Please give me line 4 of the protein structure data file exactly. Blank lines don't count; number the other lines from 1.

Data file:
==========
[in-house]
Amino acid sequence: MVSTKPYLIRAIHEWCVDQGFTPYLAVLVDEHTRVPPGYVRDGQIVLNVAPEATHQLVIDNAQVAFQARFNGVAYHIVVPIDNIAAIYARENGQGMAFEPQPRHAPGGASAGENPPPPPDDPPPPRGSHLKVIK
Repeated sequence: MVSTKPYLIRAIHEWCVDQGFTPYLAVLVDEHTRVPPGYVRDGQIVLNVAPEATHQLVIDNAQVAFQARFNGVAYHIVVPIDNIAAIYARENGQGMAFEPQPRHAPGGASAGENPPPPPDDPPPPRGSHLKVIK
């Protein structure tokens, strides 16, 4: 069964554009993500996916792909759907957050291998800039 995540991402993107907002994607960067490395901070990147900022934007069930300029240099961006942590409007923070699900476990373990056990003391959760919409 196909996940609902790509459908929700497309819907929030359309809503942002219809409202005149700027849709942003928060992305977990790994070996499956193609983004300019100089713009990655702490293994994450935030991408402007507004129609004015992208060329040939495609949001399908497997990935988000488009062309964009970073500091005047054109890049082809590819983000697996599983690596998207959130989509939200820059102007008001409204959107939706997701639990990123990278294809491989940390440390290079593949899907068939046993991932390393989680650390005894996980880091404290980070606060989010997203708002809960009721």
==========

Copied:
């Protein structure tokens, strides 16, 4: 069964554009993500996916792909759907957050291998800039 995540991402993107907002994607960067490395901070990147900022934007069930300029240099961006942590409007923070699900476990373990056990003391959760919409 196909996940609902790509459908929700497309819907929030359309809503942002219809409202005149700027849709942003928060992305977990790994070996499956193609983004300019100089713009990655702490293994994450935030991408402007507004129609004015992208060329040939495609949001399908497997990935988000488009062309964009970073500091005047054109890049082809590819983000697996599983690596998207959130989509939200820059102007008001409204959107939706997701639990990123990278294809491989940390440390290079593949899907068939046993991932390393989680650390005894996980880091404290980070606060989010997203708002809960009721």